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Financial Modeling 101: Part III - Financing Activities Capital Structure & Valuation
An article by • Published Feb 12, 2021

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Excel File Shown In Video Is Available
Here



In Part I - Revenue & Income Statement Build-Up we discussed creating drivers for future revenue of NVIDIA and how to calculate operating and non-operating expenses as a function of revenue or driven by other factors.
In Part II - Balance Sheet, Working Capital & Cash Flow Items we used forecasted revenue and cost of revenue along with balance sheet items to forecast working capital items and used PP&E and Capex to forecast D&A and ending PP&E.

Financing Activities, Capital Structure & Valuation

Let's tie the entire model together and put a bow on it. Debt and equity financing activities can be considered and modeled out. Stock compensation as a percentage of revenue and other forms of equity issuance or buybacks are considered. Dividend payments, interest rates, debt and equity balances are all derived from activities in these sections of the financial statements. Once all three parts of the cash flow statement are complete (operating, investing, financing), ending cash can be calculated and tied into the balance sheet, creating the balancing loop.
We also do a quick capitalization table, show an enterprise value calculation and provide a couple different ways to look at $NVDA valuation. As a reminder the numbers show are illustrative only and not meant to be a recommendation on buying or selling NVIDIA stock.
Principal debt balances are pulled to reconcile actual debt versus what is shown on the balance sheet (if any material difference)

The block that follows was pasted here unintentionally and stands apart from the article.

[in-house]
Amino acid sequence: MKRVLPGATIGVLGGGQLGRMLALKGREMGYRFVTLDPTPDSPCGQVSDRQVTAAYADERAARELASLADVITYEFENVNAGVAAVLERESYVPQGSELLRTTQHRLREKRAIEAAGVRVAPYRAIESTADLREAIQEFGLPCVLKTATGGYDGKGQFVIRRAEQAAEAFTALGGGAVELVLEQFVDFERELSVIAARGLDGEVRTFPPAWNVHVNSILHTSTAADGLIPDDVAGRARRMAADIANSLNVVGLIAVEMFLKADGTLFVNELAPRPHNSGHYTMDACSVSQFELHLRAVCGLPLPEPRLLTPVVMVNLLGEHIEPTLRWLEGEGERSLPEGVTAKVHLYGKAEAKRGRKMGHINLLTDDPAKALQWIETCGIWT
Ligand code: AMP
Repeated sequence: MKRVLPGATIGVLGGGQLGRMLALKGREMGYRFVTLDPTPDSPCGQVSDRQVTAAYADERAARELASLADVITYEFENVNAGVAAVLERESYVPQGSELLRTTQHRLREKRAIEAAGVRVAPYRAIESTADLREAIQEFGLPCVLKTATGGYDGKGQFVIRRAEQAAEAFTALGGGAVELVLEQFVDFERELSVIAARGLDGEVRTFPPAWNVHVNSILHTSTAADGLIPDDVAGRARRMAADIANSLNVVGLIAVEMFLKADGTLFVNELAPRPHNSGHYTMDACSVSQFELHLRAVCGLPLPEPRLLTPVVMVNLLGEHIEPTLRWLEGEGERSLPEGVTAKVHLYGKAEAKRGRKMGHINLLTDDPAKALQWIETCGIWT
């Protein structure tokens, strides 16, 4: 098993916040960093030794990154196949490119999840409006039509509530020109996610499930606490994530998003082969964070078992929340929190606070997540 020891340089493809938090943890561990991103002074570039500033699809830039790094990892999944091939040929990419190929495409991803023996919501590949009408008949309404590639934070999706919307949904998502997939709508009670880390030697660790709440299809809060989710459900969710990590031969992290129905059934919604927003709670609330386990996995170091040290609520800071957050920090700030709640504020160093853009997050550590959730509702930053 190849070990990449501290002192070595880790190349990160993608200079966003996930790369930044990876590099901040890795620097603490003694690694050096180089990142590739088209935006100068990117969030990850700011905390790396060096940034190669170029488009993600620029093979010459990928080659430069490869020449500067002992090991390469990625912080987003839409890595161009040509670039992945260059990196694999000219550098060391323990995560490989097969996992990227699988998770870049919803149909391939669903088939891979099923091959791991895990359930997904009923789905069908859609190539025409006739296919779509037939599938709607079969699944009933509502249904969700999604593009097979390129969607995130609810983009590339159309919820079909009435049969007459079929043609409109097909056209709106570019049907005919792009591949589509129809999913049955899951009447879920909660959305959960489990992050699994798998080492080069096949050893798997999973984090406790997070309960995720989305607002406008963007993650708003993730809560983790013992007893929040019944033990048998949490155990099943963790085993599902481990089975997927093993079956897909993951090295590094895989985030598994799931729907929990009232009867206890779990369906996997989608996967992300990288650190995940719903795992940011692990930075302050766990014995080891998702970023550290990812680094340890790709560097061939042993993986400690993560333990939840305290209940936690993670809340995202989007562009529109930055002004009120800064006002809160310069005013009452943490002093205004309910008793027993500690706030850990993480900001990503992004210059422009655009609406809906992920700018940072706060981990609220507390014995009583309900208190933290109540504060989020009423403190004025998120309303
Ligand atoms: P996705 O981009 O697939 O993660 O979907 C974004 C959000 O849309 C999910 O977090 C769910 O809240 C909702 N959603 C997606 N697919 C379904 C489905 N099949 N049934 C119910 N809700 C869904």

Reported balance sheet debt often differs from principal amount outstanding due to accounting rules that require valuing into debt and equity components when the issuer has converts and/or when the issuer has discounts or premiums and capital markets fees to amortize over the life of the bond or credit facility.
Cash interest can be calculated using contractual interest rates
Income statement interest is shown for illustrative purposes to highlight the difference between actual cash interest and income statement interest; in addition to the potential sources of differences above, interest can also be capitalized when debt is used for growth projects - or in the case of E&P's interest associated with PUDs (proved undeveloped reserves) or unproven leasehold can be capitalized rather than expensed
Stock compensation = % revenue; this is a non-cash add back in the operating cash flow section, costs that are expensed in COGS, R&D and SG&A but actually paid in stock
Reasonable assumptions are made on the drivers of the amount employee stock option that are exercised and the amount of payments related to tax on restricted share units, both of which are line items in the financing section of the cash flow statement
Dividend payments - if any - can be calculated using outstanding shares and dividend per share; the aggregate amount of dividends paid can then be linked to the cash flow statement